As families with children continue to flee expensive San Francisco, the children who remain continue to gain weight at an unhealthy rate.
One-third of The City’s children are overweight or obese, according to the federal Centers for Disease Control and Prevention. That rate is similar to the national average and has stayed the same for about a decade.
Among San Francisco adults, 41.8 percent are overweight or obese, according to the California Health Interview Survey. That’s far lower than the CDC’s 69.2 percent nationwide figure.
But the obesity and overweight rate among kids bodes ill for their future.
A child who is overweight has a 63 percent chance of becoming an overweight adult, according to Christina Gupta, a senior health planner with the Department of Public Health.
The fat facts were revealed Wednesday during a City Hall hearing reviewing the toll on San Francisco caused by drinks with added sugar, which are being spotlighted as a key cause behind children’s inability to stay trim.
“Sugar is all over our food system,” said Gupta, who added that half of calories consumed from sugar come from sodas and other drinks.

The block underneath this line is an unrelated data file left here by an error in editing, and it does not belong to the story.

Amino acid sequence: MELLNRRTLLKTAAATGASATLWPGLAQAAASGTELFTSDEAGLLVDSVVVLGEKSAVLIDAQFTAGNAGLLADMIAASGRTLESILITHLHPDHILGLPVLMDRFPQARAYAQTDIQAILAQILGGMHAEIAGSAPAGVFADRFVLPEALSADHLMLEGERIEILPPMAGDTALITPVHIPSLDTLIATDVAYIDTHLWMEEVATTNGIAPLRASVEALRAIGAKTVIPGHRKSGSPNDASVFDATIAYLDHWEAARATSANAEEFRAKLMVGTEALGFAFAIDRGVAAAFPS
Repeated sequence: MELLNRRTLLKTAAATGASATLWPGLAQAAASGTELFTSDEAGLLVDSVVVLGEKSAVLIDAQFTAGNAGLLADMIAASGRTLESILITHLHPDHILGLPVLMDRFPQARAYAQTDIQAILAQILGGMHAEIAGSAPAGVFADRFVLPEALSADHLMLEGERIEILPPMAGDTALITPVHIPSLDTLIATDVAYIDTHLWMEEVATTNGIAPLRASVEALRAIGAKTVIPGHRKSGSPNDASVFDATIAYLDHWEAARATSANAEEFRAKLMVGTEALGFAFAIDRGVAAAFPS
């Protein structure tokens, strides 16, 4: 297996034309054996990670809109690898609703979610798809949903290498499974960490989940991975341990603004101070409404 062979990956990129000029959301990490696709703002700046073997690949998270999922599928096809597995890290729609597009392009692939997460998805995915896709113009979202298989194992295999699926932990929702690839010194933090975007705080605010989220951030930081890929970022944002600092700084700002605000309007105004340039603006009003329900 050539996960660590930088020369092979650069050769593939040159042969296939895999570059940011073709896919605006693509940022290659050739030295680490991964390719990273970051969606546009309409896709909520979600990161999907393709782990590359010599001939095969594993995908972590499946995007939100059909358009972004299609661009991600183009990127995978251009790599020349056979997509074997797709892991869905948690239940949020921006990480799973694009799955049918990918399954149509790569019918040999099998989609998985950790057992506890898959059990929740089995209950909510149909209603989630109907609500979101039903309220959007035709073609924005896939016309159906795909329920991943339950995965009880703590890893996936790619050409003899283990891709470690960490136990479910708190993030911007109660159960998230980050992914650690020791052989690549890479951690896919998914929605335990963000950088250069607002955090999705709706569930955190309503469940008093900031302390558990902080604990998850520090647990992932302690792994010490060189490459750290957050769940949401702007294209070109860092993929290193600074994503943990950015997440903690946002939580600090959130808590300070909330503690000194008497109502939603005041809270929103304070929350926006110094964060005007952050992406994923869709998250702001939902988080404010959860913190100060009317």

In response, a number of elected officials are pushing forward with a proposal to tax sodas, energy drinks and other sugar-sweetened beverages — which is drawing a sharp reaction from the California Beverage Association, a group that has successfully lobbied to defeat similar tax efforts in other cities.
Only one-fifth of The City’s kids drink one or more sugary drinks a day, according to a 2012 study from UCLA. That’s down from one in four in 2007.
But it still might be too much: Doctors recommend consumption of no more than 6 teaspoons of sugar per day for women and 9 teaspoons for men.
That’s hard to do for soda drinkers, as one soda has 37 teaspoons of sugar, health officials said.
Diabetes, obesity and other harmful health conditions caused by soda consumption could cost San Francisco’s health system as much as $28 million a year, according to the Board of Supervisors’ legislative analyst.
And whether you drink soda or not, the drink’s effects are costing you: Lost productivity and other drains caused by sugary drinks ring up to $48.1 million per year, or about $58 per city resident.